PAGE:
Ways to Optimise Your Website’s Conversion Rates – Part 2

Ways to Optimise Your Website’s Conversion Rates – Part 2

In the second part of our series on ways to optimise your websites’ conversion rates, we again investigate simple techniques to get the results that you are striving for.


Responsive design is essential for the vast array of mobile devices that are available. You will get greater conversion rates the more devices that your website works on. This is key to your conversion rate optimisation as sites that non-responsive on your phone are frustrating at best.

Google has reported that 90% of people own multiple types of device so being able to access your content on all devices makes sense, right? We often look for the same content on different devices at different times, referring back to it or looking to make a purchase.

Making sure that you can easily engage with the content across different platform is essential to maximising your conversion rates.

Handily, Webflow lets you customize every element of your responsive designs, so the right elements always display in the right place. And with flexbox, you can even reverse layouts on different devices with a click of a checkbox.


Sliders or carousels are finished and play no useful role on any website anymore! They slow down your website, create distractions and prevent users reading the content that you want them to access. In some cases, they can be directly contributed to lower conversion rates.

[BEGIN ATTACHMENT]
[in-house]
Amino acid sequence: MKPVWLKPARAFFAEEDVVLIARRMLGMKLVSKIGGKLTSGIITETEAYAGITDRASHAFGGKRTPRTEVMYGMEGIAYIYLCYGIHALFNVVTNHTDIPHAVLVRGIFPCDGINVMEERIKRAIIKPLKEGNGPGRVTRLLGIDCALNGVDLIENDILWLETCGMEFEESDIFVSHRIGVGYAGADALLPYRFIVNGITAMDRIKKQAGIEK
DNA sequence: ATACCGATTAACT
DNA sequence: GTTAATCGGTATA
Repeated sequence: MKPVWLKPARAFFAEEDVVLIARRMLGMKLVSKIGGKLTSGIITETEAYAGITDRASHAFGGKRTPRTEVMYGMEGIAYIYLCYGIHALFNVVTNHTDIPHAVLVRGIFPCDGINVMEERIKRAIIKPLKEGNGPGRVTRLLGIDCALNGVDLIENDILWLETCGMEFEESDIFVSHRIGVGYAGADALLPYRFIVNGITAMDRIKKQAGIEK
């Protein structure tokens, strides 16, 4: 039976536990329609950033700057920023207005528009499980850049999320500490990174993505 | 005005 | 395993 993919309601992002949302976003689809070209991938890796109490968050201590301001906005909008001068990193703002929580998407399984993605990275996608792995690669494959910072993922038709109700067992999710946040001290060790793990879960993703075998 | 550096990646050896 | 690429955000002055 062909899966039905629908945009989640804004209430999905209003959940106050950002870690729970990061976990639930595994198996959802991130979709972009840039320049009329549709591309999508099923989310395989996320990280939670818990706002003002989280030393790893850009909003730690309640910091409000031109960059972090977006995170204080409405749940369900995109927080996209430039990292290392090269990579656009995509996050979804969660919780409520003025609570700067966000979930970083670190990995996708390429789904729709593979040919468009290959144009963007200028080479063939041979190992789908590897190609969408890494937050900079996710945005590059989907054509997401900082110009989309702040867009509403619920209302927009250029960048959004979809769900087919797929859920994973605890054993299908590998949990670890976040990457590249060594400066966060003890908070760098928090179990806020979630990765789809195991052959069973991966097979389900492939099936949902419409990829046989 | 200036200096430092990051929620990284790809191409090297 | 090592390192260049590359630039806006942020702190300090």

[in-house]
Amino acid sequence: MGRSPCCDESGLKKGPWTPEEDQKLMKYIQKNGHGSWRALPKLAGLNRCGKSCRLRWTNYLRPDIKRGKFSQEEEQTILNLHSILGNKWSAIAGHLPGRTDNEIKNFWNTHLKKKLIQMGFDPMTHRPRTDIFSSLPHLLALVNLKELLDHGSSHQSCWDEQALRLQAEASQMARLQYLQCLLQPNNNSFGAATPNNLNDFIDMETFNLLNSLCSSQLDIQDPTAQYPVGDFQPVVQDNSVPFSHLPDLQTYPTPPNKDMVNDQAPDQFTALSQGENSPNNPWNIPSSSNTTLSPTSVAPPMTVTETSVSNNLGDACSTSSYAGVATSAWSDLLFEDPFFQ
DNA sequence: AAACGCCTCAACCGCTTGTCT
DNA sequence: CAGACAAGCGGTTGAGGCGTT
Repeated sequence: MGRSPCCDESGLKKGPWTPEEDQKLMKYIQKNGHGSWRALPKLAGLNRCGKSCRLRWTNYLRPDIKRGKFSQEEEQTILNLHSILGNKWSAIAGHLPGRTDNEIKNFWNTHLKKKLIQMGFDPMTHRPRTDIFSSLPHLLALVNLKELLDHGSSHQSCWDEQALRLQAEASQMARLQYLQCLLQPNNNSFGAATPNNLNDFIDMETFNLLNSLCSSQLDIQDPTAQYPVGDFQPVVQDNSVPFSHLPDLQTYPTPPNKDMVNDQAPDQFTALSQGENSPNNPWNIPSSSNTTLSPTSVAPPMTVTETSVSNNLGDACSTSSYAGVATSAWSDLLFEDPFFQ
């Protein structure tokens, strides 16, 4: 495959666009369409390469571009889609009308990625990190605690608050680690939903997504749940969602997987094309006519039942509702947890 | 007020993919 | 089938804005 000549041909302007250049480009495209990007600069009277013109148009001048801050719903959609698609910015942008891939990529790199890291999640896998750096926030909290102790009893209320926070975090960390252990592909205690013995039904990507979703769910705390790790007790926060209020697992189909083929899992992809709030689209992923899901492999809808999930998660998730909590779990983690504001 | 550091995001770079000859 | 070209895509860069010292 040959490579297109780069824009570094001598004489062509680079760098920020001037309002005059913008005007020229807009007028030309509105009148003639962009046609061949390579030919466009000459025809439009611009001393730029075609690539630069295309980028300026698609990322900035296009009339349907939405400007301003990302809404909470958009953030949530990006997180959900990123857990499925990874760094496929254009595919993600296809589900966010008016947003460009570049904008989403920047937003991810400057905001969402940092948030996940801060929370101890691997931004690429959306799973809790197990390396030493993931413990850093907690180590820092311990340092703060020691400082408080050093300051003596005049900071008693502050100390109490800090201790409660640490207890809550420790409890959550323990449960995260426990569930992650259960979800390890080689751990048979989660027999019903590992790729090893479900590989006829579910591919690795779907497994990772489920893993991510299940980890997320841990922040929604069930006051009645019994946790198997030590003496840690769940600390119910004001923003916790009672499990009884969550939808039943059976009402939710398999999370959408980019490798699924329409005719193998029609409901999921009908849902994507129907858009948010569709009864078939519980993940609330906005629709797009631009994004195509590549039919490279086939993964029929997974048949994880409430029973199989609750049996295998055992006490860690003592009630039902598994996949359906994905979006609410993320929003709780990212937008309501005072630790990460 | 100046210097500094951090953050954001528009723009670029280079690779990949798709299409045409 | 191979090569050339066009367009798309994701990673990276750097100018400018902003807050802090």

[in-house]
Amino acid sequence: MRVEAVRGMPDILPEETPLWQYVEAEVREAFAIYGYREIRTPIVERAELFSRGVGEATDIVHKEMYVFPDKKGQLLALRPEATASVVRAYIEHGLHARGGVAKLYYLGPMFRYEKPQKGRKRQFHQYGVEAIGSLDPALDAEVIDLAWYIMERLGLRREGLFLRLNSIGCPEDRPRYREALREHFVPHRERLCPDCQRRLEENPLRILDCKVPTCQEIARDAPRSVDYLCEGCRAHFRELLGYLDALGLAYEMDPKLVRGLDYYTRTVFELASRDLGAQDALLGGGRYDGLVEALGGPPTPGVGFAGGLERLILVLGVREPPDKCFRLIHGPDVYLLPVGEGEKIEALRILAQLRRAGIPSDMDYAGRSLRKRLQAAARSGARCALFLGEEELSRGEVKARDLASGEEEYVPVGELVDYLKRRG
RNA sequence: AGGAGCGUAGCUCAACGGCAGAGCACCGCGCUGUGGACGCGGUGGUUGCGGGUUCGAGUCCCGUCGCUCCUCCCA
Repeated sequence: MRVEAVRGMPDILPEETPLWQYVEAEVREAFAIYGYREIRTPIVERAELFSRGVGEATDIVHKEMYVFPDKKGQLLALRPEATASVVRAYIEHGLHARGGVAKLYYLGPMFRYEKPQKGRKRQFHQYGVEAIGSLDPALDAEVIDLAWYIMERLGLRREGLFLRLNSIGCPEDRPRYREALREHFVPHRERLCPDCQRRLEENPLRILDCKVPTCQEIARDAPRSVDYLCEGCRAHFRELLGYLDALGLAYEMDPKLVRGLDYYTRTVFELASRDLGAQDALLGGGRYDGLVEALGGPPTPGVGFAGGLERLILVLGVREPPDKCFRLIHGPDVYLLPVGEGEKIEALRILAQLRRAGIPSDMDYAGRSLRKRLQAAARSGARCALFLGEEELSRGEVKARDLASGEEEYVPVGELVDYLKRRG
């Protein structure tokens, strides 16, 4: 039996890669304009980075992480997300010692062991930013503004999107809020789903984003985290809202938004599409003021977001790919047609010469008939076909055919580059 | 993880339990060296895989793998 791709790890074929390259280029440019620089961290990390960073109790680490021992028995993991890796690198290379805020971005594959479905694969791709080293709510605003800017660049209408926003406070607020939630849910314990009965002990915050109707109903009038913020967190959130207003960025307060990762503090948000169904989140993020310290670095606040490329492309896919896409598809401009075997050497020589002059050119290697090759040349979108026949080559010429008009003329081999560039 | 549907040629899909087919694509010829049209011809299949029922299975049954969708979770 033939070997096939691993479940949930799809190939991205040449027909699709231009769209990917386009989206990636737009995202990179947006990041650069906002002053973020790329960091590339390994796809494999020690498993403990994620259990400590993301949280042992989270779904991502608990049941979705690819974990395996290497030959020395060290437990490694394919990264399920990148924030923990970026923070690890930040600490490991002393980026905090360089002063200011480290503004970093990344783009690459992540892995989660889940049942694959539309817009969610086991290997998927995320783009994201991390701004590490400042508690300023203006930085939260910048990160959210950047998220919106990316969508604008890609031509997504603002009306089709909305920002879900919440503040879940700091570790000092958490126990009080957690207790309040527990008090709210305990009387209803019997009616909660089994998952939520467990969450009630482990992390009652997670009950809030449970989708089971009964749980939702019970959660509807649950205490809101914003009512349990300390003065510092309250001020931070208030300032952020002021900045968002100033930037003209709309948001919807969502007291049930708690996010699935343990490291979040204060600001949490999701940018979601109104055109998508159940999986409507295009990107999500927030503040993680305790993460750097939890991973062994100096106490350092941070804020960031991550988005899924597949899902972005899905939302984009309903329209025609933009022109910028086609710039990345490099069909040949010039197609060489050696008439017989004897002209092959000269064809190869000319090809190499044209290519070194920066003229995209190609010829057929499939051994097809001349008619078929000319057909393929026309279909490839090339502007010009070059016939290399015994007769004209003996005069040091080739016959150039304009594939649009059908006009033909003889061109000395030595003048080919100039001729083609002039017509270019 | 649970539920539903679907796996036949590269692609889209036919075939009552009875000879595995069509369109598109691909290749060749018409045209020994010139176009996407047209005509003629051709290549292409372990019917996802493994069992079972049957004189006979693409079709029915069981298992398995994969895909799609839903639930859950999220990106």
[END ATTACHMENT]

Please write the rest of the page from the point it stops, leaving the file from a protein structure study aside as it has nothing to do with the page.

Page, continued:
Our brains and perhaps more importantly, our eyes are hardwired to respond to motion. This was helpful for protecting ourselves from predators back in caveman times but this instinctual response can cause people to pay more attention to the movement of sliders and carousels than the conversion points we want them focused on.

It is recommended that you now opt for single, static hero images with a forceful headline-subhead combination. This will say more about your brand than a carousel-full of scattered messages ever will.

Another issues that sliders can bring too many H1 tags to your site. This can have a negative impact on your page ranking. Once again, keeping it simple is the order of the day!


The “card” layout design has evolved as a response to more people accessing sites from mobile devices. In this technique, discrete containers integrate text, video, and other types of content, not to jam-pack all you can into a limited area, but to efficiently communicate a specific message. These cards rely on visuals and sparse copy to highlight the most vital information, just like Google’s mobile search results.

They help to communicate a page’s greater message with each container representing a fraction of the overall page. This helps people to move from one idea next something that we highlighted in part 1. If done correctly, cards can create a logic and rhythm that improves the overall user experience (and conversion rates.)